Let’s admit, when you first heard of sex addiction you thought it was just a name tag cheaters wore to get away with their lack of self-control – in all honesty, it’s still leaning towards that. We hear of famous celebrities who, after getting caught cheating on their spouses cry “Sex addict! I need help…”. We hear of the everyday men and women who can’t help it and ruin relationships and career because of sex, but is it real? Is it an addiction that should get more attention and sympathy? Or is it just an excuse?
Better call in the professionals.
Psychologist David Ley, author of the Myth of Sex Addiction sees sex addiction as an “excuse and a way [of avoiding} responsibility”. He goes on suggesting that this addiction “distracts us from what may be real issues that are coming out in the guise of sex” i.e. underlying problems are causing this irresponsible view of sex as an addiction. What is more interesting is those who claim they are sufferers of this addiciton.
“Half of the people that get called sex addicts are white males who make over $100,000 a year, and they are religious heterosexual males, typically who’ve gotten in trouble for doing something outside of their marriage that they’re not supposed to be doing.” David explains.
Another tick in the Negative column is that sex addiction is not classified as an addiction in Diagnostic and Statistical Manual of Mental Disorders, a guide with which doctors diagnose mental and psychological disorders.
However, some experts in the field, such as sexologist Desiree Spierings, are more sympathetic towards this addiction. After treating those suffering from it she has seen firsthand its effect on their day to day lives.
“I guess it’s characterised by these all-consuming thoughts and additionally in engaging in this persistent escalating kind of sexual acts, which then as a consequence really negatively impact other significant areas of one’s life.”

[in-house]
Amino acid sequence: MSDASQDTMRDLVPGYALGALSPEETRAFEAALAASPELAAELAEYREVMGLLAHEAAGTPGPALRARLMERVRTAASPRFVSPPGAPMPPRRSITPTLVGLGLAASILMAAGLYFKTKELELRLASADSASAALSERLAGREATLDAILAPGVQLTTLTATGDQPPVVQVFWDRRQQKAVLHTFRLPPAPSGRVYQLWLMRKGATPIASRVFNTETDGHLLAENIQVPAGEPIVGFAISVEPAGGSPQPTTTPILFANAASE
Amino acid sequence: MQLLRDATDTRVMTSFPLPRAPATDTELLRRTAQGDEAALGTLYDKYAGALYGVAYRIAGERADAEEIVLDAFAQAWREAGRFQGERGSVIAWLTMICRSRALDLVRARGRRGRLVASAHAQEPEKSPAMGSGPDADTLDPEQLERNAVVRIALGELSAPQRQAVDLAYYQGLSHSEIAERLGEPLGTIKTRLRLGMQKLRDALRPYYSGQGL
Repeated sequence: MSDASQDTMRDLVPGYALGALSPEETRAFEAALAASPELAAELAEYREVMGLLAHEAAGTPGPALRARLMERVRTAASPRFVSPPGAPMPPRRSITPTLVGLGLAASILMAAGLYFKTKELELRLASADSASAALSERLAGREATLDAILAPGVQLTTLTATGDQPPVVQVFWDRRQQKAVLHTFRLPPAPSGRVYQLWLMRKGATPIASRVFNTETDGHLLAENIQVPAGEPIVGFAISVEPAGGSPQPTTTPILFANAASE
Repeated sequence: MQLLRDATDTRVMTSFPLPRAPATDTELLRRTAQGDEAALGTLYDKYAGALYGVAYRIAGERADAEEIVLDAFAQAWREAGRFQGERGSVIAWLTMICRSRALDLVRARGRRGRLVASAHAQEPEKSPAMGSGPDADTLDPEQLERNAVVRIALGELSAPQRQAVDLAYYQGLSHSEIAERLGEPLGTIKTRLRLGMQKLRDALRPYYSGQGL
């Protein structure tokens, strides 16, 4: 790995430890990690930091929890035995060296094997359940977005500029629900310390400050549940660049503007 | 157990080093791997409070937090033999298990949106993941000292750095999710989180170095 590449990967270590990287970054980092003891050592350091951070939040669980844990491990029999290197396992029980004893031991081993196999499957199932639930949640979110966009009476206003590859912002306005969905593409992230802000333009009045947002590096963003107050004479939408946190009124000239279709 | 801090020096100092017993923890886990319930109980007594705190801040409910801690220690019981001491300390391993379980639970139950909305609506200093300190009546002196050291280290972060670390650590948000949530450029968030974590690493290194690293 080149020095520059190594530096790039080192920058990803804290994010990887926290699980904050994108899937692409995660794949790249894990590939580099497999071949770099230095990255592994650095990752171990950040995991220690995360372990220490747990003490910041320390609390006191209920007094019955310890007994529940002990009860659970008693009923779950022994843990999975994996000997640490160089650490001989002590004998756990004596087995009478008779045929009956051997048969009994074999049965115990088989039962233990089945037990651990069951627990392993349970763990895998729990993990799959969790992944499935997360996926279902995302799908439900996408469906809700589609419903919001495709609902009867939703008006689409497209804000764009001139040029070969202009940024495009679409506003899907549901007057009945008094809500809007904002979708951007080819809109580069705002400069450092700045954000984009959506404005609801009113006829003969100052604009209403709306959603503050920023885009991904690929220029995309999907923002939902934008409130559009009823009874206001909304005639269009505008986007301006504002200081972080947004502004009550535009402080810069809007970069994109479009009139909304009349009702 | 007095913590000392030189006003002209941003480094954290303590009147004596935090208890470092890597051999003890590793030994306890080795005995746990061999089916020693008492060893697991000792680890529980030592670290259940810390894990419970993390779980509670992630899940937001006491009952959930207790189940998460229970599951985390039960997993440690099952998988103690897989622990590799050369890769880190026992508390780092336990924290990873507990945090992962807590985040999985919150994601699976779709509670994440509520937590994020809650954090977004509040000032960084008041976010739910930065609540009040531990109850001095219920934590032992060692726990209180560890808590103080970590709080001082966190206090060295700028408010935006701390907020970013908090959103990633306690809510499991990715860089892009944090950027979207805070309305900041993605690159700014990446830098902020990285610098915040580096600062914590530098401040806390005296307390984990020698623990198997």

She goes on to explain that ” those who are addicts often they get to a point where they want to stop but can’t,” as opposed to chronic cheaters, who have a choice and can “stop if they want to.”
One things for sure, those who are “suffering” from it say it’s far from the exotic and cool lifestyle you’d imagine.
Jason and Ben both suffer from this addiction and neither of them paint a pleasant picture. Ben describes it as “an itch under the skin, almost what an ice addict or someone would feel… It’s just like you need to get it and scratch it,” while Jason tells of the consistent torment it causes. “There’s sexual thoughts constantly in my mind that I cannot control, that I cannot ease and they never go away.”
Jason continues “that it’s not just something someone will use an excuse for when they might have played up in the wrong way disrespected someone. Each person needs to be dealt with individually with compassion because it’s something they really need help with.”
So, whether it’s a real addiction or just a ploy, we’ve talked about all the good things and the bad things that it may be.
We’ve talked about sex, baby.